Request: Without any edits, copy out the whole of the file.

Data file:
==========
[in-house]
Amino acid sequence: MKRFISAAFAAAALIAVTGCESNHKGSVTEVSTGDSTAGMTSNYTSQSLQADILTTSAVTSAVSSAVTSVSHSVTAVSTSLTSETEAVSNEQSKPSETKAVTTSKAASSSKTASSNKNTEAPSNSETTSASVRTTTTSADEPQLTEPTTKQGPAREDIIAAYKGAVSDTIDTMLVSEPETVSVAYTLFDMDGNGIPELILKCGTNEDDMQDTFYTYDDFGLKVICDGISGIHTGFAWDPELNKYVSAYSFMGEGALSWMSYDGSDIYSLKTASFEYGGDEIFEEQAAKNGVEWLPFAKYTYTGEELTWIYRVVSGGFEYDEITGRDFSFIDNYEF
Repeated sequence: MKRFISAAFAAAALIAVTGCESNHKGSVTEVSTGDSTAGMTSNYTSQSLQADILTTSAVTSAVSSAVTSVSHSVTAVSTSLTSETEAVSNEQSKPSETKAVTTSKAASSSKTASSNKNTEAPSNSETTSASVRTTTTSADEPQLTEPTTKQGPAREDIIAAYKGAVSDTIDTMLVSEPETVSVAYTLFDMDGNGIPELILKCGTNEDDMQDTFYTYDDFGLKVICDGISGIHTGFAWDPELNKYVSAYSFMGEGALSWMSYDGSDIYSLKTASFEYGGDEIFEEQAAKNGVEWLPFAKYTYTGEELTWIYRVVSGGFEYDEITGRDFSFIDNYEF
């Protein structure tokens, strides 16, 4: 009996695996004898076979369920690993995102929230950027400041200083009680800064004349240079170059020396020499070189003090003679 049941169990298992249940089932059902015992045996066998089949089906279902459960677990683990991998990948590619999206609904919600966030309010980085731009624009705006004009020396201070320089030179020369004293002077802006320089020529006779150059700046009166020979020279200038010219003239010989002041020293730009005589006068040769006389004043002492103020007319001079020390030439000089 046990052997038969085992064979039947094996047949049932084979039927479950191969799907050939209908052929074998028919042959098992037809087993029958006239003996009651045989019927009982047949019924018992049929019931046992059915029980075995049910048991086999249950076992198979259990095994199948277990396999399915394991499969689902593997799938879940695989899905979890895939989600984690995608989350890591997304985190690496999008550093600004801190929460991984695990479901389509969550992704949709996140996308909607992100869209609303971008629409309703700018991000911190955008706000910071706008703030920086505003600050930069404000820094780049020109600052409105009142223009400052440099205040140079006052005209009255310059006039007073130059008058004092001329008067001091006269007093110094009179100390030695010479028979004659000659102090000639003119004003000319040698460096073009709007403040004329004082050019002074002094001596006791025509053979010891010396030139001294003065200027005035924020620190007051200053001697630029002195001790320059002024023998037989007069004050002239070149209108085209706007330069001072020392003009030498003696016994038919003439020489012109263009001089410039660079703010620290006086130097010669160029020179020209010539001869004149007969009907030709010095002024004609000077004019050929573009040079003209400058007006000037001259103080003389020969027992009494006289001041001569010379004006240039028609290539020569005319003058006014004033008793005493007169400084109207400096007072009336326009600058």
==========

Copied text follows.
[in-house]
Amino acid sequence: MKRFISAAFAAAALIAVTGCESNHKGSVTEVSTGDSTAGMTSNYTSQSLQADILTTSAVTSAVSSAVTSVSHSVTAVSTSLTSETEAVSNEQSKPSETKAVTTSKAASSSKTASSNKNTEAPSNSETTSASVRTTTTSADEPQLTEPTTKQGPAREDIIAAYKGAVSDTIDTMLVSEPETVSVAYTLFDMDGNGIPELILKCGTNEDDMQDTFYTYDDFGLKVICDGISGIHTGFAWDPELNKYVSAYSFMGEGALSWMSYDGSDIYSLKTASFEYGGDEIFEEQAAKNGVEWLPFAKYTYTGEELTWIYRVVSGGFEYDEITGRDFSFIDNYEF
Repeated sequence: MKRFISAAFAAAALIAVTGCESNHKGSVTEVSTGDSTAGMTSNYTSQSLQADILTTSAVTSAVSSAVTSVSHSVTAVSTSLTSETEAVSNEQSKPSETKAVTTSKAASSSKTASSNKNTEAPSNSETTSASVRTTTTSADEPQLTEPTTKQGPAREDIIAAYKGAVSDTIDTMLVSEPETVSVAYTLFDMDGNGIPELILKCGTNEDDMQDTFYTYDDFGLKVICDGISGIHTGFAWDPELNKYVSAYSFMGEGALSWMSYDGSDIYSLKTASFEYGGDEIFEEQAAKNGVEWLPFAKYTYTGEELTWIYRVVSGGFEYDEITGRDFSFIDNYEF
């Protein structure tokens, strides 16, 4: 009996695996004898076979369920690993995102929230950027400041200083009680800064004349240079170059020396020499070189003090003679 049941169990298992249940089932059902015992045996066998089949089906279902459960677990683990991998990948590619999206609904919600966030309010980085731009624009705006004009020396201070320089030179020369004293002077802006320089020529006779150059700046009166020979020279200038010219003239010989002041020293730009005589006068040769006389004043002492103020007319001079020390030439000089 046990052997038969085992064979039947094996047949049932084979039927479950191969799907050939209908052929074998028919042959098992037809087993029958006239003996009651045989019927009982047949019924018992049929019931046992059915029980075995049910048991086999249950076992198979259990095994199948277990396999399915394991499969689902593997799938879940695989899905979890895939989600984690995608989350890591997304985190690496999008550093600004801190929460991984695990479901389509969550992704949709996140996308909607992100869209609303971008629409309703700018991000911190955008706000910071706008703030920086505003600050930069404000820094780049020109600052409105009142223009400052440099205040140079006052005209009255310059006039007073130059008058004092001329008067001091006269007093110094009179100390030695010479028979004659000659102090000639003119004003000319040698460096073009709007403040004329004082050019002074002094001596006791025509053979010891010396030139001294003065200027005035924020620190007051200053001697630029002195001790320059002024023998037989007069004050002239070149209108085209706007330069001072020392003009030498003696016994038919003439020489012109263009001089410039660079703010620290006086130097010669160029020179020209010539001869004149007969009907030709010095002024004609000077004019050929573009040079003209400058007006000037001259103080003389020969027992009494006289001041001569010379004006240039028609290539020569005319003058006014004033008793005493007169400084109207400096007072009336326009600058």